EDITORIAL: High used prices could rule out autos for many

This article was originally published here: https://www.autonews.com/editorial/high-used-vehicle-prices-could-rule-out-autos-many.

Vehicle pricing continues to rise, and demand is sustained for now. But affordability could really limit the industry’s potential for the generations to come.

Automakers and dealers have benefited from the high transaction prices that come with scarce vehicle supply, but those price tags could have negative effects in the used-vehicle market long term. Especially as remote work becomes more common, inflated prices could teach millions of consumers how to live without a car.

In the second quarter, the average new-car monthly payment rose to $678, up $81 from a year earlier, according to Edmunds. The average payment for a used vehicle increased to $555, up $77 from a year earlier. And some buyers are paying much more than that. In June, 12.7 percent of consumers who financed a new-vehicle purchase agreed to a monthly payment of $1,000 or more, creeping closer to the average mortgage payment in the U.S.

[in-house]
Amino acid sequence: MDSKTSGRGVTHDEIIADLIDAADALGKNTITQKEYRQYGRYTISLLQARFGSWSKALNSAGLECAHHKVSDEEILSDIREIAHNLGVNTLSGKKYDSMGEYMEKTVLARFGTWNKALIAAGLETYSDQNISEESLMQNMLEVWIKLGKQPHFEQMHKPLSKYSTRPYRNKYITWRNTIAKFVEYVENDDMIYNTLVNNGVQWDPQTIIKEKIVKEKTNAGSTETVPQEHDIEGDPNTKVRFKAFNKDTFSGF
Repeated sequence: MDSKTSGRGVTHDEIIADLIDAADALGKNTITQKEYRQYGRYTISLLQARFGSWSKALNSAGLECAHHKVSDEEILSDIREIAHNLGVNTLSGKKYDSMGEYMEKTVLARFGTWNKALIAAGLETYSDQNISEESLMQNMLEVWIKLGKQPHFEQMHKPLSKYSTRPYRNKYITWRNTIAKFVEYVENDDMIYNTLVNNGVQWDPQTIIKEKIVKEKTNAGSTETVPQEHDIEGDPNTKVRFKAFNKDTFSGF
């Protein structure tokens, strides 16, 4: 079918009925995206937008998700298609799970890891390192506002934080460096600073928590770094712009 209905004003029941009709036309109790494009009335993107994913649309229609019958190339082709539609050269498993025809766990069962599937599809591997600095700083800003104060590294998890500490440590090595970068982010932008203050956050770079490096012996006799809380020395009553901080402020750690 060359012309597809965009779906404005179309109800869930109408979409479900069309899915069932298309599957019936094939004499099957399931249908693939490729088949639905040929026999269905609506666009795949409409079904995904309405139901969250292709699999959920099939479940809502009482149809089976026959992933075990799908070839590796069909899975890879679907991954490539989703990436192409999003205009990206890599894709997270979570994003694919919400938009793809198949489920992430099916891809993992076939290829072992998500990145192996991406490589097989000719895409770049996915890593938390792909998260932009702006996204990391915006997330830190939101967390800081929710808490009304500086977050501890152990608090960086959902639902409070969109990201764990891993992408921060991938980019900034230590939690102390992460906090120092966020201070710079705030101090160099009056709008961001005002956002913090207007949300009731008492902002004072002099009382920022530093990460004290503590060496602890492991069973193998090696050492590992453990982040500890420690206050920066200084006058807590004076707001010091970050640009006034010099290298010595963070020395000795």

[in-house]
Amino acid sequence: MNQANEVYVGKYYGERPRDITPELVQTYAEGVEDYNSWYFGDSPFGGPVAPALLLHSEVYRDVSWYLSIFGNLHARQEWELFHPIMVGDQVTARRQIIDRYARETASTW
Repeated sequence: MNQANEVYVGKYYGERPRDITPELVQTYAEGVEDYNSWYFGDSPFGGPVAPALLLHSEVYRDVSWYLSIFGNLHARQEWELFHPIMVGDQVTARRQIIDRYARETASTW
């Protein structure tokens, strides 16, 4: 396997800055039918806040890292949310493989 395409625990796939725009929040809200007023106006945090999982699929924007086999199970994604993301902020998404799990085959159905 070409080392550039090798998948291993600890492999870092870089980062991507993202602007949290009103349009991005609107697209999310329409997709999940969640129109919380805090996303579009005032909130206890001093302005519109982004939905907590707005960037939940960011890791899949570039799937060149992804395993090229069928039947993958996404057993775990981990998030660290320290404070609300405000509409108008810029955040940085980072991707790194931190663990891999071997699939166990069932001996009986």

Many customers have been priced out of the new-vehicle market and have purchased used vehicles instead. That contributed to used-vehicle values increasing, pushing traditional used-vehicle buyers out of the market.

Used-vehicle pricing didn’t matter as much a year ago, dealers told us. Demand was robust, and many customers had extra money to spend.

But a shift in demand could be on the horizon.

Used-vehicle buyers are becoming more selective amid recession fears and inflation across industries, and because they simply can’t afford to spend an average of $555 per month.

In the early days of the pandemic, customers were eager to buy vehicles to avoid sharing public transportation. Others needed cars as they moved out of cities and into suburbs.

Today, many workers have the option to work remotely. Some may decide they need fewer vehicles for the household — or that they don’t need any at all. Especially if affordability is a concern, customers will be quick to give up a car they don’t need to use daily.

In many cases, automakers have to increase prices because of inflation and rising commodity costs. But when there’s an opportunity to hold the line or even reduce pricing, automakers should take note in order to sustain a robust and relevant industry for the long term.

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